It took a while before she stopped crying. When she did, she became conscious of her weight on her mother’s slim legs. She made to stand up, but her mother held her back. “No, stay here.”

She shifted her weight so that half of her buttocks lay uncomfortably on the hand of the sofa, while the other rested comfortably on her mother. She remained leaning on her mother, inhaling the familiar scent until she was drunk on it.

Her father cleared his throat.

Ijeoma shot up with a small and shy smile. She had almost forgotten his presence. She wondered if she should go and hug him as well. Her mother’s hand tightened around her waist. Stay here, you can go to him later.

“It is good that you returned.” His words were slow and dragged out. “But why didn’t you come the first time it happened? Or the second time? You could have told someone to whisper it to us eh? We are angry, but that doesn’t mean that we would leave you to die. No, mba. You are still our daughter.”

“I’m sorry, daddy.” She felt comforted by the warmth of her mother on her back. She didn’t feel as anxious as she did at first, though tinges of guilt still clawed at her mind. “I was so scared. I thought you would refuse to see me.”

“Don’t say that,” her mother rebuked. “No matter what, Ijem, don’t ever think like that in your life. Yes, we are angry. But who talks about anger when their child is in danger. Just look at you.” She rubbed her hands down Ijeoma’s hands. “You’re so skinny. When last did you eat? The way you were eating in the dining, one would think that your husband is starving you.” Her mother squinted at her. “Or is he?”

“No, mummy. No, he is not. He is treating me well. Too well sometimes.” Ijeoma patted her mother slowly.

“Then why didn’t he come with you, eh?” her father asked. “I am still angry at him for marrying you without our consent. He should come and do the right thing.”

“He wanted to come,” Ijeoma hurried to say. “I was the one that told him not to. I didn’t know how you will respond.”

“He has to be here, Ijeoma. He has to be here.” He sat forward, placing his elbows on his knees. “In fact, you are not leaving this house until he comes and settles the score he has with us.”


“Your father is right,” her mother said. “You will go upstairs and stay with your sister. She has so many things to tell you. Call your husband and tell him to come here. When he comes, we will settle this matter as a family.”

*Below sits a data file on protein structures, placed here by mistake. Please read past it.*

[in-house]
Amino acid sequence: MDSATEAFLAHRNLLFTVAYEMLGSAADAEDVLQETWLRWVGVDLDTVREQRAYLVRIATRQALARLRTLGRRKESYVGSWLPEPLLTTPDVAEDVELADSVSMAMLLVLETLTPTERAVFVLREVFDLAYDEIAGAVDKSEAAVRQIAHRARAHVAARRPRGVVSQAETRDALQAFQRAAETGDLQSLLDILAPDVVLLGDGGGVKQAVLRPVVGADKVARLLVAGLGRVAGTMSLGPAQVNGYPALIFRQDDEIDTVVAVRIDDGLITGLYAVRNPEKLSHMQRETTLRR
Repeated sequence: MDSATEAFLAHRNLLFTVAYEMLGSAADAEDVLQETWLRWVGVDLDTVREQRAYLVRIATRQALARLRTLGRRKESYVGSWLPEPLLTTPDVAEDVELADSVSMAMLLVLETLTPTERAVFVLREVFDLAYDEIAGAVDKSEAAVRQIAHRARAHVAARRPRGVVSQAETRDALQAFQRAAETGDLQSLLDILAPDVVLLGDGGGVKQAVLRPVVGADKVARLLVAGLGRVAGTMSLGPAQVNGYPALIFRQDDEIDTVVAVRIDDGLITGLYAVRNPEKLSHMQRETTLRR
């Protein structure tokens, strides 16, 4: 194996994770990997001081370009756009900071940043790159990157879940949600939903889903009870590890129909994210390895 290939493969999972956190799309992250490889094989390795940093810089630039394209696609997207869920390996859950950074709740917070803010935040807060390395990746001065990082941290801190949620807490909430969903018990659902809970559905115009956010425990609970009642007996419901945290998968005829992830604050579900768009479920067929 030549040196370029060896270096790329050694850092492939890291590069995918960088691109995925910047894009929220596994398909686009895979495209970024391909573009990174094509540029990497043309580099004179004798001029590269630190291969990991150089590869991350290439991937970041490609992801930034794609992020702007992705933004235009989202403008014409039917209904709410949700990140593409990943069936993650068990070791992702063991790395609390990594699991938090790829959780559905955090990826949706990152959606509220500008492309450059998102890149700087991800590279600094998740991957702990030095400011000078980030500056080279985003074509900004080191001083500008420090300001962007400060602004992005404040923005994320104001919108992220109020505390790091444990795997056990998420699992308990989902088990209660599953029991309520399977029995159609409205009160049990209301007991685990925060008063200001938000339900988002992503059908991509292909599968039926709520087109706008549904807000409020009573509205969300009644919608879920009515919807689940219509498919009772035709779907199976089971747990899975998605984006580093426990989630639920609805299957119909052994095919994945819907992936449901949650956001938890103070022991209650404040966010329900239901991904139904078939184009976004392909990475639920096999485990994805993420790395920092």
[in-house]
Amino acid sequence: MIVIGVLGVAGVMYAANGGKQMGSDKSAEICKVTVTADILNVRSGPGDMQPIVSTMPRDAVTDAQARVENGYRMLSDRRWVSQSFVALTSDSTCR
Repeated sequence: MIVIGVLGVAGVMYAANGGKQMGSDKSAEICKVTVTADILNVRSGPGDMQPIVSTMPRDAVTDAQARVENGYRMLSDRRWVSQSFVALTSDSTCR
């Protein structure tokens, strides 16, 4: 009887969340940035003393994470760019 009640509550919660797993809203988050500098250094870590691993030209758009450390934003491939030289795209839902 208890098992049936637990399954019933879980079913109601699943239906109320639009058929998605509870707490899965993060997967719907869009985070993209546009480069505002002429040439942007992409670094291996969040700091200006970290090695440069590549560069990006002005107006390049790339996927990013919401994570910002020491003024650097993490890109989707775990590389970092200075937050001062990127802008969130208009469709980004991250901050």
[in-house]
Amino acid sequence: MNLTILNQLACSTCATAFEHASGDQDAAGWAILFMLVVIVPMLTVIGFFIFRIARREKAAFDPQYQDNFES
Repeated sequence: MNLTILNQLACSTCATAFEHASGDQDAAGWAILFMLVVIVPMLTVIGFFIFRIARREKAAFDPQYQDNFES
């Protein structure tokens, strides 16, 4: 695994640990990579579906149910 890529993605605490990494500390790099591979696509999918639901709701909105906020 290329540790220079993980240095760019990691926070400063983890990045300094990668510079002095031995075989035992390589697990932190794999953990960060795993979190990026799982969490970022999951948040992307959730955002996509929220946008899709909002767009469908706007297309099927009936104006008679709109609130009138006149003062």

Ijeoma stood up as her mother nudged her on the buttocks, immediately missing the warmth. She looked dubiously at her parents. “You won’t make things hard on him, right?”

Her father eyed her. “Let him come here first. He has to make atonement for causing us pain two times before he leaves with you.”

“Daddy!” She humphed.

Ngwa, go and meet Yora. You’re a married woman now, stop behaving like a child.” Her mother stood up and went to join her father on the longer couch where he sat.

“But mummy…” Ijeoma said with a smile. She pecked her parents on the cheek, lingering a little on her father before she left the parlor, taking the stairs two by two to go to Iyora’s room.

Iyora was on her bed, working on her laptop when Ijeoma walked in. She had found the door slightly opened. Iyora had been expecting her.

“Hey,” she said softly, sitting on the edge of the bed, keeping a little distance between the both of them.

“Hey yourself.” Iyora hissed but closed the lid of her laptop. She sat up on the bed, crossing her legs and sitting on them.

“What were you doing? I hope I didn’t disturb you.” Ijeoma made a lame attempt at smiling. The courage she had gotten from making up with her parents was slowly slipping out. She could feel the nerves starting to loose out from their tightly knitted bundle. She didn’t blame her nerves. Her sister was not the best person to talk to when she was angry.

“Disturb ke? You should have thought about it when you came this afternoon. I’m supposed to be going out with my fiance on a date, but…”

Ijeoma gasped and cupped her mouth. “It’s a lie.’

Iyora reached out and slapped her on the head. “You’re mad. Do you think I’m joking?” She sat back and gave Ijeoma a wide smile. “Look.” She stretched out her hand.